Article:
- Called with the name and value from the model, the value returned should be a set of lines with linebreaks added at appropriate places, and will be used directly by the generator to write the header to the output stream.
- fold_binary(name, value)
- Like fold, but the output is binary and may contain non-ASCII characters.
These hooks allow us to either retain the previous behavior (ie: do nothing special) or extend the behavior to do more: fully parse the headers according to RFC 5322 rules, do the header wrapping so as to fully implement the RFC rules, and return “smart” objects to the application program to allow easy access to the information encoded in the headers.
With these facilities in place it became possible to provide full backward compatibility by default (no changes in behavior if you don’t specify a policy) while at the same time providing access to the improved Email6 behavior if a policy is explicitly specified. That is, existing code will continue to work unchanged, but new code can take advantage of the new facilities by passing a policy to the parser or Message object.
In acknowledgement of the fact (based on experience) that code added to the standard library may still not be quite ready to have its API frozen, because of lack of exposure to the wider audience that uses it when it is released in the stdlib, PEP 411 was approved. This PEP defines a “provisional” status for packages added to the stdlib. When a package is in provisional status, we are not guaranteeing that its API will remain stable. This gives us the flexibility to correct unfortunate API decisions based on feedback from the wider community before we start to provide full backward compatibility for that API between releases.
The new policy structure that has been added to the email package in Python 3.3 is not provisional. That API, the policy keyword on various email package constructors and methods, and the attributes and methods that policy objects define and support, are subject to our normal backward compatibility rules.
The new policies, however, are provisional. The new policies extend the API of header objects in various ways, and that extended API is provisional. That said, the aim is to not change things unnecessarily. If you write programs using the new APIs (and please do, though I wouldn’t recommend it for production in 3.3.0), it is possible you will need to tweak those programs when 3.4 comes out, and you need to factor that in to your planning. But despite reserving the right to do so, we will not change the API lightly. Most if not all changes will come only when we discover something that is broken and needs to be fixed (an API bug), in which case changing your program to use the fixed API will probably be a relief.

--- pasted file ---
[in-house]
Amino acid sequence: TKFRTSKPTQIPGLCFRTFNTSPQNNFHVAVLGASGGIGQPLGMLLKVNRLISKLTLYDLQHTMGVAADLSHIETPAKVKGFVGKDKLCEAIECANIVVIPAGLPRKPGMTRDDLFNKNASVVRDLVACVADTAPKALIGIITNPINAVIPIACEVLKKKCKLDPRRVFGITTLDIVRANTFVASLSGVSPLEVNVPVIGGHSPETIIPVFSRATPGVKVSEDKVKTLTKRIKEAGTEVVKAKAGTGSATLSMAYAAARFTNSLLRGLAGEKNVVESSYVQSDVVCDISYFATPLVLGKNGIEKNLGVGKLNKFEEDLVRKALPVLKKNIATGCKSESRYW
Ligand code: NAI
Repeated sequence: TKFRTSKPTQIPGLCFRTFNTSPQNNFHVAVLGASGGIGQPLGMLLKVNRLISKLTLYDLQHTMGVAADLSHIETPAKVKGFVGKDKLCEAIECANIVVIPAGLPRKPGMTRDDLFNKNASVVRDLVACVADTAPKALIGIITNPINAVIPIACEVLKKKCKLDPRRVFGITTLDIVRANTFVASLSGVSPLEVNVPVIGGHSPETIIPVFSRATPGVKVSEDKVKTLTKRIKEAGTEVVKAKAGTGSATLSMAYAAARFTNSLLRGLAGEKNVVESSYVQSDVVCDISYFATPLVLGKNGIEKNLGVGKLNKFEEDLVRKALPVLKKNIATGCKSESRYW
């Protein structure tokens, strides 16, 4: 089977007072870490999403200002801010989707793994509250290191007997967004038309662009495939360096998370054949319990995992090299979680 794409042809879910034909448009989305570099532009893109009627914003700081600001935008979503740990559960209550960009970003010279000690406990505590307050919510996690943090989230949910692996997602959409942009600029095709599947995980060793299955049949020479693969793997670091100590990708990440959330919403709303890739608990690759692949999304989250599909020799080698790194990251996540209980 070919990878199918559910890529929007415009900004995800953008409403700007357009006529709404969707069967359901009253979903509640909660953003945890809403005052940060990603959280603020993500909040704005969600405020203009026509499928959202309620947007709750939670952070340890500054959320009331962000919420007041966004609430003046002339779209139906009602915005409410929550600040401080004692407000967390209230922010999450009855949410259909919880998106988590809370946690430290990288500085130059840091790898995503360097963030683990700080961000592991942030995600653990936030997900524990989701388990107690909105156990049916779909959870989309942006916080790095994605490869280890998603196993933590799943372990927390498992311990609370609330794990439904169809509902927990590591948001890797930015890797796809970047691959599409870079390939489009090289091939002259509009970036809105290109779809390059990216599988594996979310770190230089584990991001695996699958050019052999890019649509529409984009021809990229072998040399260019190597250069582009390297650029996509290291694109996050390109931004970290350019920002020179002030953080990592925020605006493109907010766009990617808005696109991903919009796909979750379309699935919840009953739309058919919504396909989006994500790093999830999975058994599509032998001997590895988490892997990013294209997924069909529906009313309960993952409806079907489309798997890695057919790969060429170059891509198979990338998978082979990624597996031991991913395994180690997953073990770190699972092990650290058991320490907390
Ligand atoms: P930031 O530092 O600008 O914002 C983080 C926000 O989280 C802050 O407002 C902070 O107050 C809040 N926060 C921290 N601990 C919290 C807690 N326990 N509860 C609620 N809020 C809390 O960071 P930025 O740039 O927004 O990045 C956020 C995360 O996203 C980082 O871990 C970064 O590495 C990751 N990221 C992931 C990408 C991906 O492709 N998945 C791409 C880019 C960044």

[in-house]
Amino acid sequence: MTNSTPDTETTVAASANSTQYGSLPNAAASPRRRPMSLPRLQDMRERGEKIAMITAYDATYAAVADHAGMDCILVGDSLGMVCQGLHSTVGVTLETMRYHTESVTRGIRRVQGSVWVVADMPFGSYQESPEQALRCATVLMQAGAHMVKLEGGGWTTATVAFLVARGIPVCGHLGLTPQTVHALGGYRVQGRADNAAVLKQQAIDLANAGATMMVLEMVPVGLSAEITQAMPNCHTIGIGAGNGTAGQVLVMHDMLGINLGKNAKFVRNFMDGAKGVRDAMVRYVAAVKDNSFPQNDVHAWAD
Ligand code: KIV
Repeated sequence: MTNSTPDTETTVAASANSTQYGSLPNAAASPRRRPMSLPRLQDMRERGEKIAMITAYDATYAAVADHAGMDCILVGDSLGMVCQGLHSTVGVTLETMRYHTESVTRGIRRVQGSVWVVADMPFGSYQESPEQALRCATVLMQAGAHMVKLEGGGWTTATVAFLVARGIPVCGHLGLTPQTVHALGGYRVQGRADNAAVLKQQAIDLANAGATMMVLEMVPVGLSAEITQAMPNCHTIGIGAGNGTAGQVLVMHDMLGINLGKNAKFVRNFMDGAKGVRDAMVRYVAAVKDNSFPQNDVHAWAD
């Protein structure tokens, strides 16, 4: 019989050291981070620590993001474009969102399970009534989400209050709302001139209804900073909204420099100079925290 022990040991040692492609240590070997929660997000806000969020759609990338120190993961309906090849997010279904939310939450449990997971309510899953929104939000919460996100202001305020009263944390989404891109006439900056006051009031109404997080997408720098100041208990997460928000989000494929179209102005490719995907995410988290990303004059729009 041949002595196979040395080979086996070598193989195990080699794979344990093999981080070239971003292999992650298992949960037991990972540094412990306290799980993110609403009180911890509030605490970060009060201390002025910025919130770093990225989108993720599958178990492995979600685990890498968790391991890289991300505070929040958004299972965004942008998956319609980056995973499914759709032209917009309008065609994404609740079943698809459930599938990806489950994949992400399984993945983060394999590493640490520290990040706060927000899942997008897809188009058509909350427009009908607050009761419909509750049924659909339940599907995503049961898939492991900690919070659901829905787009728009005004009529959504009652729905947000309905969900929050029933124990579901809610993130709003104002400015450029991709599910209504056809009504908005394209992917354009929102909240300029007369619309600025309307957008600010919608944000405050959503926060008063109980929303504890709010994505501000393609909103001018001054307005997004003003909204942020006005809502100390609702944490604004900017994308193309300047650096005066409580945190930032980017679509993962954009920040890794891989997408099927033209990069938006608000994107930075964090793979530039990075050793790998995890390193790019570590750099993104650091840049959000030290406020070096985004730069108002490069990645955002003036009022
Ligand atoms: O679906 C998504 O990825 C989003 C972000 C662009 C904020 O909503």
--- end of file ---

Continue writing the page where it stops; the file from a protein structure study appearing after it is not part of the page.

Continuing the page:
I’ve given a number of examples of the improvements I’ve been working on as I’ve gone along in these blog posts. But now we have something this is going to ship, so it is what you will actually get to use. Let’s see what the final product looks like.
Suppose we have the following raw input message:
>>> source = """\ ... Date: Mon, 03 Sep 2012 18:45:38 -0400 ... From: =?utf-8?q?=C3=89ric?= the Red <firstname.lastname@example.org> ... To: crew: Niby <email@example.com>, Namby <firstname.lastname@example.org>;, ... Natty <email@example.com> ... Subject: Sailing tomorrow ... ... High tide is at noon, I think. ... """
Here’s how we can parse that using the new provisional policy for email:
>>> from email import message_from_string >>> from email.policy import SMTP >>> msg = message_from_string(source, policy=SMTP)
Now we have access to the new features. When we obtain a header from the model, it will be a string-like header object, rather than a plain string. And its string value will be the value fully decoded to unicode:
>>> from = msg['from'] >>> from